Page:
Jamaica Pond ice-skaters, 1859

A crowd of men, women, and children skate under a cloudy sky.

In the 1850s, a rage for dancing and ice-skating swept America.  Both the ball room and the surface of an icy pond offered antebellum northerners a way to escape the stiff conventionality of everyday society and discover different ways of moving and being.

This beautiful old print, a 1859 view of skaters on Jamaica Pond outside Boston, captures this well.  Look closely and you may see a lady with a hockey stick.

The hazards of the ice justified the suspension of some proprieties.  Top hats flew as gentlemen lost their dignity.  Beneath the ladies’ long, voluminous skirts, their calves and ankles were plainly showing.  Shocking!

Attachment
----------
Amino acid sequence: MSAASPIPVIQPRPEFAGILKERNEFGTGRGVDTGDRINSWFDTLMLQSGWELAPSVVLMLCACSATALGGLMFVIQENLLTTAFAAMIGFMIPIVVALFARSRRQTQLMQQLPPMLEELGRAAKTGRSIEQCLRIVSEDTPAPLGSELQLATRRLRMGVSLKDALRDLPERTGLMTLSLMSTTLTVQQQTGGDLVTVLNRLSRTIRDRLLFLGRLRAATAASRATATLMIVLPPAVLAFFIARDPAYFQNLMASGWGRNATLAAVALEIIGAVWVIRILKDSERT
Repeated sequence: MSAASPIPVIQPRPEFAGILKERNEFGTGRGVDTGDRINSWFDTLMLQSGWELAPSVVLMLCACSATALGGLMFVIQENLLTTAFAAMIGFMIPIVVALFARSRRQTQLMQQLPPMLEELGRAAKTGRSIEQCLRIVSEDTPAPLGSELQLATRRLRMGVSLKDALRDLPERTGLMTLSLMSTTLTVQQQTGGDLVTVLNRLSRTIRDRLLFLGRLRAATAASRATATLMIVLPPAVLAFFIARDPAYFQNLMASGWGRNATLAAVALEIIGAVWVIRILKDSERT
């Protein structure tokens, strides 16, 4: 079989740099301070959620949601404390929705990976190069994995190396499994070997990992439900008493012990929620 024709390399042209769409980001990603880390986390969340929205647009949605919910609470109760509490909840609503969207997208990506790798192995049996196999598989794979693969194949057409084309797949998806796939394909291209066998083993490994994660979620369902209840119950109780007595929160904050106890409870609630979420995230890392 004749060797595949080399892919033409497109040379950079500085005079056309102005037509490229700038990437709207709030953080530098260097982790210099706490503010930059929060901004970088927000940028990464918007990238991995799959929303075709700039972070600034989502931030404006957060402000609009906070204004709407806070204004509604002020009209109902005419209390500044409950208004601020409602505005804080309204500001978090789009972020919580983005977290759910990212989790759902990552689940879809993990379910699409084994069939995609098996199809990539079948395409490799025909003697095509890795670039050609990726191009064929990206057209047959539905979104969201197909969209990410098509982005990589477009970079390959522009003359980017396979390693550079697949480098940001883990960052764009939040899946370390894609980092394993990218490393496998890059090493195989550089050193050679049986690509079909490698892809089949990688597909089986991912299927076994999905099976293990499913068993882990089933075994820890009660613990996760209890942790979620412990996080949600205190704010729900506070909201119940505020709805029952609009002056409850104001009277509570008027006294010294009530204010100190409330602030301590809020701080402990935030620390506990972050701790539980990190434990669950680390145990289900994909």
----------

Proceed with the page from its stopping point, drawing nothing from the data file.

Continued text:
While some women in the picture are wearing the floor-length skirts typical of the time, others are wearing shorter skating skirts which were more novel, freer and more daring.

Image: from this source.  Click to enlarge.

This is the first in an occasional series on ice skating.  Click forward to see the others.